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Which foods to introduce? What quantities? How to go about when the child refuses to eat pieces? Answer with the book "I raise my child" Laurence Pernoud.
Diversification refers to introducing other elements than milk. There is not one but many ways to diversify your child's diet. It is for you to adapt to his needs and tastes.
The beginning of the diversification took place between 4 and 6 months. Your baby has discovered fruit compotes and vegetable purées. Then, between 5 and 7 months, the meat, fish and eggs came into his diet.
From 9 months, your child will have new foods. Dairy first (yoghurt, cottage cheese, small Swiss, cheeses), then starchy foods such as pasta and rice. Finally, the raw fruits, cut into small pieces will accompany his meals.
During this period, your child also becomes more independent. He can hold his bottle, put it in his mouth, remove it (stay by his side so that he does not drink too fast). He eats with a spoon but likes to discover food with the fingers, crush them, put them in the mouth, remove them ... let him do it even if he makes a lot of dirt.
All of these changes can confuse your babyThis is why it is important that they are made gradually: thus the vegetables are first mixed, then crushed with a fork, then in pieces. Your child refuses the pieces? Continue for a while the mixed or crushed food. He refuses a new food? Do not insist, you will try again a little later. Introduce only one novelty at a time: for example the first day you give him meat, do not offer him green beans or cauliflower at the same time that he has not yet tasted. Give your child time to get used to all these novelties so that the meal is - for him and for you - a time of relaxation and pleasure.
What quantities to give?
Milk and dairy products: some indications of quantities
Quantities per day (to be adapted according to the child's appetite)
800 to 900 ml of baby milk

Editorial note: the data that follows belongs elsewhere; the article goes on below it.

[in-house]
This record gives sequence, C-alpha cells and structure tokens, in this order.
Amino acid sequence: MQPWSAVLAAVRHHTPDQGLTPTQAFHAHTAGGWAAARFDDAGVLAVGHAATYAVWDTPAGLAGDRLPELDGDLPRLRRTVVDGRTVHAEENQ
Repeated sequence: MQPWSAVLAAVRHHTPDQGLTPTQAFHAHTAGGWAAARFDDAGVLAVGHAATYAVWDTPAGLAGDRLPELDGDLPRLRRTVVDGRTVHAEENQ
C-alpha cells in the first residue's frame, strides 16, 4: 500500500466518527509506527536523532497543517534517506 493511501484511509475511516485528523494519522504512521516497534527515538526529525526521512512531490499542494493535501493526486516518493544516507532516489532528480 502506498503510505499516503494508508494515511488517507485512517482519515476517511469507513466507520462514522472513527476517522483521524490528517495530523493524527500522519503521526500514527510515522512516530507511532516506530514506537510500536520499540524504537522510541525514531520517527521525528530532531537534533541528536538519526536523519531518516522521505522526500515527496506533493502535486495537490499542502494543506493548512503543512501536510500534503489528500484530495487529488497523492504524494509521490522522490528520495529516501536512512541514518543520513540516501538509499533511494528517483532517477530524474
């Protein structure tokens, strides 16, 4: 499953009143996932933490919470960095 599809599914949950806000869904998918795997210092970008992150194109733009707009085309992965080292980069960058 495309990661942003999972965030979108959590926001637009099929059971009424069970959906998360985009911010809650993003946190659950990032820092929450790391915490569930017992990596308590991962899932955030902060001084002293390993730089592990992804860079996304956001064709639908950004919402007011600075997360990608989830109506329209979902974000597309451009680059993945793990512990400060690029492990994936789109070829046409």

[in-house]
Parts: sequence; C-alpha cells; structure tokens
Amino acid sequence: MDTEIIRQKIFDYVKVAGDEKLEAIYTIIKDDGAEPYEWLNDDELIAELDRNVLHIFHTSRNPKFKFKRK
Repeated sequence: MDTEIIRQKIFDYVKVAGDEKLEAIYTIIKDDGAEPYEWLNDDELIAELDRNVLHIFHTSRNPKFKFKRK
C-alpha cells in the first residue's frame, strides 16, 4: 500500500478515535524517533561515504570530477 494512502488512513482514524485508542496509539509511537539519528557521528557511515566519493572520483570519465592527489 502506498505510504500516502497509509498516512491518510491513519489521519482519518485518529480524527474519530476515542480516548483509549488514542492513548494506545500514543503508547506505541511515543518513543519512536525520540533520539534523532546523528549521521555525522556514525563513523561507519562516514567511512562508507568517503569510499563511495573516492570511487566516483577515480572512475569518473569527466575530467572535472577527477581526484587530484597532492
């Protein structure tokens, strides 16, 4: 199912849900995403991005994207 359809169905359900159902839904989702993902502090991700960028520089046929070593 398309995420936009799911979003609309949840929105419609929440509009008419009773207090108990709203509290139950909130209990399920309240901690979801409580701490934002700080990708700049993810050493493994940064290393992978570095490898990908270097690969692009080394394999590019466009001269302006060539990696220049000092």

500 to 800 ml of baby milk
400 to 500 ml of milk and milk
400 to 500 ml of baby milk and a dairy or cheese
400 to 500 ml of growth milk, milk and cheese
250 ml of growth milk and 2 to 3 dairy products or cheese (20 to 25 g)
Meat, fish, eggs: recommended amounts by age
10 g (2 teaspoons) or ¼ hard-boiled egg
15 to 20 g (3 level teaspoons) or ½ egg
20 to 25 g (4 level teaspoons) or ½ egg
25 to 30 g (1 tablespoon and half a shave) or ½ boiled egg
30 to 40 g (2 level tablespoons) or 1 hard-boiled egg
A special case: how to feed my child in the case of a vegetarian practice?
Animal proteins are essential for the child's good psychomotor development. A regime that excludes them is therefore formally inadvisable in children, it is even dangerous.
However, you can replace the meat with eggs or fish and especially keep infant milk rich in iron and vitamin B12 and fatty acids (the famous omega 3 and 6). To vary, you can give milk substitute enriched with iron as a substitute for infant milk.
Tofu (curd soy juice) and soy juice contain phytoestrogens that are not recommended for young children: they are subject to limited consumption recommendations.
As for mycoproteins (fermented mushroom extract), they are not adapted to babies and do not meet the health conditions of foods for infancy.
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